Seven years ago, I put together a media event for a highly reputable bank that had sponsored the restoration of a traditional sailing boat and wanted to create buzz around its support of yacht building. High profile guests and about 30 journalists from popular TV stations and press were invited to the launch, all of whom turned up.
I was the only PR person present and I had arranged, among other things, a big fruit display inside a special media tent. However, my boss had decided to invite the bank’s staff with their families.
We were all civilised people, what could go wrong?
Everything was going well, but while I was hectically running around in 38C° heat to make sure we were getting all the shots and interviews right, the staff picnic failed to materialise. So they started getting their kids to raid the media tent for sustenance.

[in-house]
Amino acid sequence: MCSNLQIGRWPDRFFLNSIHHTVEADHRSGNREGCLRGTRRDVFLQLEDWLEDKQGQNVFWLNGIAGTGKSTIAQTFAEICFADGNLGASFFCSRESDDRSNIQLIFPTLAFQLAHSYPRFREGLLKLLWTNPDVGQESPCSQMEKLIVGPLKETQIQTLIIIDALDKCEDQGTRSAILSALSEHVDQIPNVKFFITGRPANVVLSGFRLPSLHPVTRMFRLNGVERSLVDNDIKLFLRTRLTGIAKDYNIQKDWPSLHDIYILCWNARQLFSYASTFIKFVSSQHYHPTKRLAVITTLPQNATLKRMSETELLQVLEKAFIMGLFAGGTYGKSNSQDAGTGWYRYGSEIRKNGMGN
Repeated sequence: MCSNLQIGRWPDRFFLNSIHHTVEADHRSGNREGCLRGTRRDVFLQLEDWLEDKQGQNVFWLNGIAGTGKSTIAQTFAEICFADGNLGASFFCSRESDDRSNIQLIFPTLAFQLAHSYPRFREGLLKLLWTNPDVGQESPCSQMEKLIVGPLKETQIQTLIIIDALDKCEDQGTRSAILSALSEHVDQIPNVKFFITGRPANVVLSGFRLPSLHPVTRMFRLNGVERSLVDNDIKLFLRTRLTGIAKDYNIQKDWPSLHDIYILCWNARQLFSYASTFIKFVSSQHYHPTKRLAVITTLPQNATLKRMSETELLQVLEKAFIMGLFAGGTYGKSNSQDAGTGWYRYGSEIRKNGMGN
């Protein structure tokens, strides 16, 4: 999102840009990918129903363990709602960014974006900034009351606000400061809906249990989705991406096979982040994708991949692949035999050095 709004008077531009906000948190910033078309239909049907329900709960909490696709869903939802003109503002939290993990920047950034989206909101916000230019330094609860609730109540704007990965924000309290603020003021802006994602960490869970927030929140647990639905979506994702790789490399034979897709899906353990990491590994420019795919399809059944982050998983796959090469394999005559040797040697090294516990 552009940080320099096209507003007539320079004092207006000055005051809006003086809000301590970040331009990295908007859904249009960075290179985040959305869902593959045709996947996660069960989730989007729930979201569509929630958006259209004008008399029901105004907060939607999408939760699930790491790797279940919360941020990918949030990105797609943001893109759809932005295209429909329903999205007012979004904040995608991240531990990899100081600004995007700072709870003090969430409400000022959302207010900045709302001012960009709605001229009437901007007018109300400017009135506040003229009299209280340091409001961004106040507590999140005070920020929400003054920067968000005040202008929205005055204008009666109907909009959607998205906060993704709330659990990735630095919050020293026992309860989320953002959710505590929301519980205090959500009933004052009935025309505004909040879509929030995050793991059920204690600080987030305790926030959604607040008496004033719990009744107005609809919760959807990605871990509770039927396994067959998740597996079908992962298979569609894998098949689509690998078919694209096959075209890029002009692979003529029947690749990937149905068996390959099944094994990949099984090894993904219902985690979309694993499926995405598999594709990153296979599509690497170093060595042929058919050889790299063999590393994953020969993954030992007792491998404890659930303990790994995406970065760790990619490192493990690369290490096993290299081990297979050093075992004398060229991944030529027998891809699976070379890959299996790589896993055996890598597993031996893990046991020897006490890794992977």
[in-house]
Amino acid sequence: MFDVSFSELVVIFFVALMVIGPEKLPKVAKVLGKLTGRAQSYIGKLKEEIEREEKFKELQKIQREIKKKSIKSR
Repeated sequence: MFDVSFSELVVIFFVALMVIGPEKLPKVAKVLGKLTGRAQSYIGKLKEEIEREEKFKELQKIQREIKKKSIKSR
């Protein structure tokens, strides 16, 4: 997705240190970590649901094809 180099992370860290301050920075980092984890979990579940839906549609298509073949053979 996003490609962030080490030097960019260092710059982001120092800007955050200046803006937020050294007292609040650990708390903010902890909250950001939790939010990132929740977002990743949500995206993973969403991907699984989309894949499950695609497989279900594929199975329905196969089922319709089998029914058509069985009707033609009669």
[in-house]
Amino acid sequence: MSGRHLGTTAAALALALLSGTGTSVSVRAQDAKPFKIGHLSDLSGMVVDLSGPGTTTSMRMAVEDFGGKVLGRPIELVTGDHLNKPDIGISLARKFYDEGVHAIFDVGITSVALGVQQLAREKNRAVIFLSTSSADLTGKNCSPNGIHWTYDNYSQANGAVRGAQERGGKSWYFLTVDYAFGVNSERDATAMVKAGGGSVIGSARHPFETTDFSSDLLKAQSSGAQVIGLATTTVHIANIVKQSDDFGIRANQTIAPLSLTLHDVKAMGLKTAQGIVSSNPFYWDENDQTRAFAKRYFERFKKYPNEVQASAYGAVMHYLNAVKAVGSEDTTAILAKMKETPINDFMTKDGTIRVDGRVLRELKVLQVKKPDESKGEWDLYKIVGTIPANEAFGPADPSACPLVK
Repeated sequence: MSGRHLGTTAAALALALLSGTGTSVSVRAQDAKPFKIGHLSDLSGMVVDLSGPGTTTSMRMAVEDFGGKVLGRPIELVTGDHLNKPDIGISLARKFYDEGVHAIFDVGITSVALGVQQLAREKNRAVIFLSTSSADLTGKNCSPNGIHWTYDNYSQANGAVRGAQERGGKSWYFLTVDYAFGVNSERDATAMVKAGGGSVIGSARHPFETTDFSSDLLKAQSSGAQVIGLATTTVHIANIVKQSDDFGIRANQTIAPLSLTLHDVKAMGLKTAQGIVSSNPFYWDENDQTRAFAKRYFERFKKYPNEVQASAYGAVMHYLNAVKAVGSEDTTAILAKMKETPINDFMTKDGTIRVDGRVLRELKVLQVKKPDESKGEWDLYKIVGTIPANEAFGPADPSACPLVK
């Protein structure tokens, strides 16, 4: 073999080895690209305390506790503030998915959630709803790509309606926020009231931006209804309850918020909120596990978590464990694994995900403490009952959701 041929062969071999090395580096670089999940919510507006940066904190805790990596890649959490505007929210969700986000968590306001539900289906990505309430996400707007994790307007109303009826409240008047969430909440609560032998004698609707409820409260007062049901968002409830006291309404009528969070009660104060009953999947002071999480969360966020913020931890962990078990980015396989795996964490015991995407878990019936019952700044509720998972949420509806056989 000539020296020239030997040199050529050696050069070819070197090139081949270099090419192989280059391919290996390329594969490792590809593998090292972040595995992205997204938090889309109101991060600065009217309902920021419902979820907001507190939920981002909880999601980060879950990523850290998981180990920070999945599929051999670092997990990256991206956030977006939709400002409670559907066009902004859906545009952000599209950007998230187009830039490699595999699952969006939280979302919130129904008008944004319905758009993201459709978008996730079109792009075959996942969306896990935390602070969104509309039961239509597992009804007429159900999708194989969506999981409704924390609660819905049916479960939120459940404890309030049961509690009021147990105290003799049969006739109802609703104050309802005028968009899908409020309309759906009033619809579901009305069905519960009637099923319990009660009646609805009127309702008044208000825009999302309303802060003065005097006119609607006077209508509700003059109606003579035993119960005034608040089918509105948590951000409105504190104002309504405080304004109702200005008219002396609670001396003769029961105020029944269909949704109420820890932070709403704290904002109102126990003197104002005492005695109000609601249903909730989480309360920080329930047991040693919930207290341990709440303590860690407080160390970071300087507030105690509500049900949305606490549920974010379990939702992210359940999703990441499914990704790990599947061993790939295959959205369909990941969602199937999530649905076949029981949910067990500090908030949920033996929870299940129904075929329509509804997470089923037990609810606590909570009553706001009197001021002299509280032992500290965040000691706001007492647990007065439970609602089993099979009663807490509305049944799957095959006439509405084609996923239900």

By the time I entered the tent with the journos to enjoy our well-deserved lunch, the table had been stripped bare.
This is when panic attacked me. The journalists were hungry and getting angry. What’s more, I was so busy and stressed that I’d forgotten to eat that morning and the heat made it worse.
I ran off to arrange emergency food supplies for the hard-working media and on my way I fainted.
And here my triumphant day ended – in total embarrassment – when I awoke with a circle of people staring at me. The same night after the evening news, we got only three positive media pieces out of 30 and, as a finale, I received an hour-long angry call from my boss.
The moral of the story? Never mix staff and media events, even if you think you have everything under control.